Yahoo said in a statement yesterday it will nominate co-founder David Filo, Charles Schwab Corp. Chairman Charles Schwab and former Wal-Mart Stores Inc. CEO Lee Scott to its board. Adding the three, who will be voted on at the annual meeting on June 25, would bring the number of directors to eight.
Yahoo’s board has undergone numerous changes since Mayer became CEO in mid-2012 to turn around the struggling Internet company. Investor Dan Loeb of Third Point LLC, who helped bring Mayer to the company, stepped down from the board last year. Last month, director John Hayes, chief marketing officer of American Express Co., said he wouldn’t seek re-election. Earlier this month, Peter Liguori, Tribune Co. CEO, also said he wouldn’t seek re-election,
Separately, Yahoo disclosed Mayer’s pay yesterday in a U.S. Securities and Exchange Commission filing. She took home $24.9 million in compensation in 2013, down 32 percent from $36.6 million a year earlier, according to the filing. Even though Mayer received a bump in salary and option awards last year, her pay fell because of a smaller stock award than in 2012, the year she joined the Web portal.
The board nominees and pay details came a day after Yahoo reported quarterly results that included the first revenue growth in more than a year, showing that some of Mayer’s moves to overhaul the company are having an effect. The Sunnyvale, California-based company’s first-quarter sales, excluding revenue passed onto partner sites, rose 2 percent from a year earlier and Yahoo projected continued gains for the current period. The last time Yahoo had eked out sales growth was the last quarter of 2012.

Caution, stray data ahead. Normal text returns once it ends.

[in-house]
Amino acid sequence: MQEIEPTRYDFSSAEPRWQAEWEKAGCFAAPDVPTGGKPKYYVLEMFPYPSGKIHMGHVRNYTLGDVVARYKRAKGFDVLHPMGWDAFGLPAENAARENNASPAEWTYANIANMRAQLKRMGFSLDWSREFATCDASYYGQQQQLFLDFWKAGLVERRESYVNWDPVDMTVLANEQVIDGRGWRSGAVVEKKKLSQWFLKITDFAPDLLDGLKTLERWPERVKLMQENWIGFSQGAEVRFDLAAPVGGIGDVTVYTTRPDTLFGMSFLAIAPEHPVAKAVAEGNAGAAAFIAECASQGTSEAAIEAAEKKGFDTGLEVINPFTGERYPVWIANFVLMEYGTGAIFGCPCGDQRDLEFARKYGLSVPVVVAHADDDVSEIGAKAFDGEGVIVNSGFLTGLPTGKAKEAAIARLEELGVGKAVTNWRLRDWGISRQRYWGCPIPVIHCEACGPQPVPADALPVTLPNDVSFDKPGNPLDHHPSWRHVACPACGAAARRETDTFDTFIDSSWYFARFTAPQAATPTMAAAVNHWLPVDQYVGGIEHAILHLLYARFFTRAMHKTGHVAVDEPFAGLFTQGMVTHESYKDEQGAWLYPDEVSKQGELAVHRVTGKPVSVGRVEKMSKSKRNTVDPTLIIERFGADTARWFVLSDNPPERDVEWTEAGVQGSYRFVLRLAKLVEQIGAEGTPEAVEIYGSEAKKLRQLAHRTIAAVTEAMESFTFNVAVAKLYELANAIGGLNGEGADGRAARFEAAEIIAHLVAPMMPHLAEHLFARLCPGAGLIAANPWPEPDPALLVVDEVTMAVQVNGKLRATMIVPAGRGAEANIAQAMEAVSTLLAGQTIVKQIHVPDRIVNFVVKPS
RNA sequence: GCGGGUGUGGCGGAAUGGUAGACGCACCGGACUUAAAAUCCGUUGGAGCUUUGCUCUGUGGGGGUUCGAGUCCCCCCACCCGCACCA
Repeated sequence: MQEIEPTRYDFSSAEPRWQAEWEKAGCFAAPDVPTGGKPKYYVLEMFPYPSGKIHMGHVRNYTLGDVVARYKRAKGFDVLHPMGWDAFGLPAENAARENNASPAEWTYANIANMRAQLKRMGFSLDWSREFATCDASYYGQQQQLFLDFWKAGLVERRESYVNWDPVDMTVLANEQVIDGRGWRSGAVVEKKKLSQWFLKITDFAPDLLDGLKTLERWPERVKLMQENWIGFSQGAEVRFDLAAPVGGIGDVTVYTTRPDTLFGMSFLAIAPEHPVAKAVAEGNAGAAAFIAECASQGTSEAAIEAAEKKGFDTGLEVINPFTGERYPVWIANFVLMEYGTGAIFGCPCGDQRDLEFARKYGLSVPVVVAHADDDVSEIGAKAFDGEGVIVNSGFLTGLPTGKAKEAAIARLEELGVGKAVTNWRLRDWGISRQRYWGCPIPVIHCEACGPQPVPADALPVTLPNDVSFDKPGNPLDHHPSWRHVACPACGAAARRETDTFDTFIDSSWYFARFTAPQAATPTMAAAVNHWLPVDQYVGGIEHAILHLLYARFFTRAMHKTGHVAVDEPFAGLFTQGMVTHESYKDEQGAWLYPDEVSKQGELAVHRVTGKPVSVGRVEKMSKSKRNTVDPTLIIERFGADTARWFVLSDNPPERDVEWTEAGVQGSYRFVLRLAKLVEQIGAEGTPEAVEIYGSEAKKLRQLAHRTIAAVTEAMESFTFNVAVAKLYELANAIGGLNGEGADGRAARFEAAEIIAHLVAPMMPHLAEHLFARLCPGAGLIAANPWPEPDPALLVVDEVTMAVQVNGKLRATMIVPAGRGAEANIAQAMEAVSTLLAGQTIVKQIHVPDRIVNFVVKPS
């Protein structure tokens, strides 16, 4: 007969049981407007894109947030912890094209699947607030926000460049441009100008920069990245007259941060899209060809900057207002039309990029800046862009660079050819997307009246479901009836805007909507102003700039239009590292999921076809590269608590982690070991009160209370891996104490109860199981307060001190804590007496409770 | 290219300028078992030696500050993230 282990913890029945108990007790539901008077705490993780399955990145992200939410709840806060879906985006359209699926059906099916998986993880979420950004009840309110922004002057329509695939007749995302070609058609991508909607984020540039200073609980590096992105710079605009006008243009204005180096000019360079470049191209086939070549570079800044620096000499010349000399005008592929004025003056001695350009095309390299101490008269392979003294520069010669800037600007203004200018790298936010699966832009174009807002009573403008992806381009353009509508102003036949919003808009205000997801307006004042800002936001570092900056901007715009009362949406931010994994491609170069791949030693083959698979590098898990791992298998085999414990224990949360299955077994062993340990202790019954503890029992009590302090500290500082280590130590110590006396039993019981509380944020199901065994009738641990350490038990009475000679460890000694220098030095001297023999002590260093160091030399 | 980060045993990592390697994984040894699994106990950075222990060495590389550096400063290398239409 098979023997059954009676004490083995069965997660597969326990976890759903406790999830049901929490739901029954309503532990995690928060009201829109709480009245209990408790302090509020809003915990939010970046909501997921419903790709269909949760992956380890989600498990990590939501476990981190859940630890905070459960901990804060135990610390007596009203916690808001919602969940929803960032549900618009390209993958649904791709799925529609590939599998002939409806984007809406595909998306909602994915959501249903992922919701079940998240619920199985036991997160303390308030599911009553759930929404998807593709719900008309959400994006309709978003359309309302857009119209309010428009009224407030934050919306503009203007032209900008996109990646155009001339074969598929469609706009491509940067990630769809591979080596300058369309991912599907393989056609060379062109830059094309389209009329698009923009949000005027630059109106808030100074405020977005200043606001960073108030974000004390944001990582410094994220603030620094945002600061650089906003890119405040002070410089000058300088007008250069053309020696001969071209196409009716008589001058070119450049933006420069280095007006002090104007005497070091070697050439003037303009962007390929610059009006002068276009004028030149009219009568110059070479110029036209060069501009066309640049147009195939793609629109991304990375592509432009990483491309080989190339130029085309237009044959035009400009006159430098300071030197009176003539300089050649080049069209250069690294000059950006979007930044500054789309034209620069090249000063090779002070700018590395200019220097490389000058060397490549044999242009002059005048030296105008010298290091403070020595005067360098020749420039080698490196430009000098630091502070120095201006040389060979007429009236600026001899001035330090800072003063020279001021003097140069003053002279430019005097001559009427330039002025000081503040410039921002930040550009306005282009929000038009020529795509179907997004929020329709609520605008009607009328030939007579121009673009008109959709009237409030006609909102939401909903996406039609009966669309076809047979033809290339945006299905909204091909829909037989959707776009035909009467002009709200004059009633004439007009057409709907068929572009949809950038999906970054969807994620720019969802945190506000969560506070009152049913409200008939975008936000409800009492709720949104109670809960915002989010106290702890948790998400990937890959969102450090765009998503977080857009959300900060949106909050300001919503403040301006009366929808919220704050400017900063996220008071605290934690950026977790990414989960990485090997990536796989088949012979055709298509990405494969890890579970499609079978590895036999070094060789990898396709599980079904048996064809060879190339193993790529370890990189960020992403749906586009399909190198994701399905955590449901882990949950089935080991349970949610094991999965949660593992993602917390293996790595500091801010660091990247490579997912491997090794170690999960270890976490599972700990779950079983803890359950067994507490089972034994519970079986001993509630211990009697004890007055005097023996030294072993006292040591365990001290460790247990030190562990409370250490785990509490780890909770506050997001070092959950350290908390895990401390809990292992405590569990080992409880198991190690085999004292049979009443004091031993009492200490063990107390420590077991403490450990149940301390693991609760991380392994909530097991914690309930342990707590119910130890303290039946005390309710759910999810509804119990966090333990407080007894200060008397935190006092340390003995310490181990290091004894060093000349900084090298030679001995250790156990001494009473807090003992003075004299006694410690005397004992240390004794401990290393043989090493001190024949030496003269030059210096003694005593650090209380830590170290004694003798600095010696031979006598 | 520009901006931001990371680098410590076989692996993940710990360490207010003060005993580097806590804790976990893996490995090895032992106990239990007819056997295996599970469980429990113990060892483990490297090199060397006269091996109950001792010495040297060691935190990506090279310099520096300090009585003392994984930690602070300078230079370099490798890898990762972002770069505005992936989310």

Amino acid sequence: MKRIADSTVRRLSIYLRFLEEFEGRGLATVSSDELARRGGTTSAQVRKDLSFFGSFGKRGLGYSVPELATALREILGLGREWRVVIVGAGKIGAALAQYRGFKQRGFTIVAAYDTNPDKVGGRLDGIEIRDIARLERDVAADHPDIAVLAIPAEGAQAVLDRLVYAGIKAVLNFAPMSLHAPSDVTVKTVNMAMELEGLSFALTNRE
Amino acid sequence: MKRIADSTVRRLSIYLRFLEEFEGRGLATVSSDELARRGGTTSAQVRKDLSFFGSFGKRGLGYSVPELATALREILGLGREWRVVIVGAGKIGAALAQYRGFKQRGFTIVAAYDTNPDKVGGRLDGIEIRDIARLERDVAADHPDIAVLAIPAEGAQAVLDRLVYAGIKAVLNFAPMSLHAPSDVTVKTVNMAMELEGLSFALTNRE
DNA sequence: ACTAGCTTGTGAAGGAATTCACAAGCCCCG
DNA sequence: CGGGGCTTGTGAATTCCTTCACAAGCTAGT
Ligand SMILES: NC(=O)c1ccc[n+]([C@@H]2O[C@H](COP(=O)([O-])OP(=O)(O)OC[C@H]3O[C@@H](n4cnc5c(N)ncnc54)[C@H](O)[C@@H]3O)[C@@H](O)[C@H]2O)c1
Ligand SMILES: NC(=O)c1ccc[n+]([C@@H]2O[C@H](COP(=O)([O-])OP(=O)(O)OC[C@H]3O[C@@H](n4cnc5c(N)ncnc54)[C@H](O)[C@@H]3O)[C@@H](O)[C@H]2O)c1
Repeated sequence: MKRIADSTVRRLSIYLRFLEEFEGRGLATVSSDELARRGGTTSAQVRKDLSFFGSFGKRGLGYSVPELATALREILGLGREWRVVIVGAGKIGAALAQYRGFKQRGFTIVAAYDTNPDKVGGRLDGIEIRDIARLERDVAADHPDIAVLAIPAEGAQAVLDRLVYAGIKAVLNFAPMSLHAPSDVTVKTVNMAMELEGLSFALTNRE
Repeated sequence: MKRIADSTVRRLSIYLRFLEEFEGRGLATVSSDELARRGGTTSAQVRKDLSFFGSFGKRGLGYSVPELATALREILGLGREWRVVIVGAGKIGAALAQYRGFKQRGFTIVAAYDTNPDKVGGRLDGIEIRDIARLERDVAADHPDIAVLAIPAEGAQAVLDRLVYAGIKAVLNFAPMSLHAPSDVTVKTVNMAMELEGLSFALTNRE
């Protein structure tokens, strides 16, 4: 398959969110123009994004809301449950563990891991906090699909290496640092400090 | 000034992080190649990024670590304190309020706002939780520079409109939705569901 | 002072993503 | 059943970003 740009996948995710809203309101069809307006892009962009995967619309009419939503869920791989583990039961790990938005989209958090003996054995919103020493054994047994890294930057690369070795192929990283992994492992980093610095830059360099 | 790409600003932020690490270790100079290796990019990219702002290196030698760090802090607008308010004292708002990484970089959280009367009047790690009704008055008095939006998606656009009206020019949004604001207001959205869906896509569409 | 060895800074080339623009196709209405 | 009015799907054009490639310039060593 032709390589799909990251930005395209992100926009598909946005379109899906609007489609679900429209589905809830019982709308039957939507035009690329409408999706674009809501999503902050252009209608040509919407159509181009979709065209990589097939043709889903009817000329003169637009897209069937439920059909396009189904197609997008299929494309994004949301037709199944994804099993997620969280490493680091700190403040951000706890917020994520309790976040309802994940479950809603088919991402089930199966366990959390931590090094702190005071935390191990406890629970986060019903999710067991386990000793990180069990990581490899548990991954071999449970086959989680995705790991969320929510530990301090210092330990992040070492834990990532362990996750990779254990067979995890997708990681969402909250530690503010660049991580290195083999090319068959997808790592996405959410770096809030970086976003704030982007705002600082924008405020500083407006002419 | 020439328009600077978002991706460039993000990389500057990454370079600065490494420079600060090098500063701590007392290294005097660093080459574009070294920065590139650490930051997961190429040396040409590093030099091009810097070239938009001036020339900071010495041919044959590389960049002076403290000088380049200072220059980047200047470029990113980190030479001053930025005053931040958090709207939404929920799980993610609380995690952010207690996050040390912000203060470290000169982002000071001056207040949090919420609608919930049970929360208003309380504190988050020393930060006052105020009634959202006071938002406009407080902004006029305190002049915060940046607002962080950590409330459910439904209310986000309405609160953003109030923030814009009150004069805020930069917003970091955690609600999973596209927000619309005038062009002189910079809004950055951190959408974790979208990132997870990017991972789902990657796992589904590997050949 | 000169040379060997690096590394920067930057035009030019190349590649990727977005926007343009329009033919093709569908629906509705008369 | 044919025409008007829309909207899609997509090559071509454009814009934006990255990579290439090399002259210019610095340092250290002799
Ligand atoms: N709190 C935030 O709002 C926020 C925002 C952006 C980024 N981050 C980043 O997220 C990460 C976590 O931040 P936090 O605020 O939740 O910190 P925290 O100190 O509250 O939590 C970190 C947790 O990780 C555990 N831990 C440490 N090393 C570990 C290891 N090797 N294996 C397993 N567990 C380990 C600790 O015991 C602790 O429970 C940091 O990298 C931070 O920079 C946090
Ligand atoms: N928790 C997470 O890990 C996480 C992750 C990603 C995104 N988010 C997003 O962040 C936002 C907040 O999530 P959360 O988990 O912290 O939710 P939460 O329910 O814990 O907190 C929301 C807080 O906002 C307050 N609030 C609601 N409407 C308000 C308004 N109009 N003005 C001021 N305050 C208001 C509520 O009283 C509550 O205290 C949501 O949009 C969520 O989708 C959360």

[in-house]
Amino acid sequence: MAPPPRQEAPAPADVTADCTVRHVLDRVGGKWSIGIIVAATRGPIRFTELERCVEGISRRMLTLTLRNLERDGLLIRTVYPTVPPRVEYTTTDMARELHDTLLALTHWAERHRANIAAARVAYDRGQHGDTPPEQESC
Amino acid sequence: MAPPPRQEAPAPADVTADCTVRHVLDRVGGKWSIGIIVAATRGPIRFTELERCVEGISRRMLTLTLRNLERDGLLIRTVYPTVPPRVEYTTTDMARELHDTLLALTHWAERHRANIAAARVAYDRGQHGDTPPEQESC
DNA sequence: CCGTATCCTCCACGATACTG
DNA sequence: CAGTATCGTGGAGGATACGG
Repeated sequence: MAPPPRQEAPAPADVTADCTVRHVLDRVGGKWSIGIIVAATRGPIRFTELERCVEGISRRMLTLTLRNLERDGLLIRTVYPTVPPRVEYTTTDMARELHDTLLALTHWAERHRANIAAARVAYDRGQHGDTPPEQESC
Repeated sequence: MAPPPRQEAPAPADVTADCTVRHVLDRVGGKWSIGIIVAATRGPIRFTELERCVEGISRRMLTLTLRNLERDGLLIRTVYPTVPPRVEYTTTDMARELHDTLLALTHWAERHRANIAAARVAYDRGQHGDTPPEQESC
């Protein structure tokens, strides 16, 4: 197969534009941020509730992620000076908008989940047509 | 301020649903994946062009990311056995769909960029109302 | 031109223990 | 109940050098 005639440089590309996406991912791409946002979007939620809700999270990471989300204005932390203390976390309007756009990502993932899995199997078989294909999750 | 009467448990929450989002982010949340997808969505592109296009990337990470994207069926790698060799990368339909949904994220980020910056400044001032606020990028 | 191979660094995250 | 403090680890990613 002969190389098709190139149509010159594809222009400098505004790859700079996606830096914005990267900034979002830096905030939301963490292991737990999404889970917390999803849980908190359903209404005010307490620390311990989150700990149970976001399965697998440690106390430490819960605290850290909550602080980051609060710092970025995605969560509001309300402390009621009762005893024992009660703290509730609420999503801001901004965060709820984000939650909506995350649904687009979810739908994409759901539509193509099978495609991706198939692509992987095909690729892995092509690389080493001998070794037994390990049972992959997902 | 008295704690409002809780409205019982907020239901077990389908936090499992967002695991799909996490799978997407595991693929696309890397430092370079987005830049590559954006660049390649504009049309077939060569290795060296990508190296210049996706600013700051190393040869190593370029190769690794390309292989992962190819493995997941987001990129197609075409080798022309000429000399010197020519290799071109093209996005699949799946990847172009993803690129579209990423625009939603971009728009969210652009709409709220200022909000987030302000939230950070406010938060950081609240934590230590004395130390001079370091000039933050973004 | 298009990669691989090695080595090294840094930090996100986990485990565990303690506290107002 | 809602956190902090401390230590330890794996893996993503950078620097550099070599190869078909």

Yahoo shares rose 6.3 percent to $36.35 at yesterday’s close in New York and the stock is down 10 percent so far this year. The shares more than doubled last year.
Scott, who is a director at Wal-Mart, where he was CEO and president from 2000 to 2009, brings the perspective of a major advertiser. He’s also a former Goldman Sachs Group Inc. board member. While Schwab is chairman of his own company, he hasn’t devoted much time to outside public-company boards since he stepped down as a Gap Inc. director in 2003.
Filo’s return to the Yahoo board follows the exit of Jerry Yang, the company’s other founder, who stepped down in 2012 after more than a decade.
“The addition of David Filo, Charles Schwab and Lee Scott adds significant depth and breadth of experience to the Yahoo board,” Mayer said in the statement.
Without the additions, Yahoo’s board would have shrunk to five members, including Mayer. Rivals such as Google Inc., Twitter Inc. and Facebook Inc. have at least eight directors.
Sarah Meron, a spokeswoman for Yahoo, declined to comment beyond the company’s statement.
In its filing, Yahoo reported that the compensation of other executives also declined. Chief Financial Officer Ken Goldman received $5.9 million in compensation last year, down from $7.5 million in 2012. Henrique de Castro, the former chief operating officer who was fired earlier this year, received $10.9 million last year, according to the filing.
General Counsel Ronald Bell received $4.9 million, up from $1.7 million in 2012.
Filo was paid $1, a compensation figure that other wealthy Silicon Valley entrepreneurs and executives often take as a symbolic token. Facebook Inc. CEO Mark Zuckerberg and Google Inc. co-founders Larry Page and Sergey Brin are also paid $1 a year.
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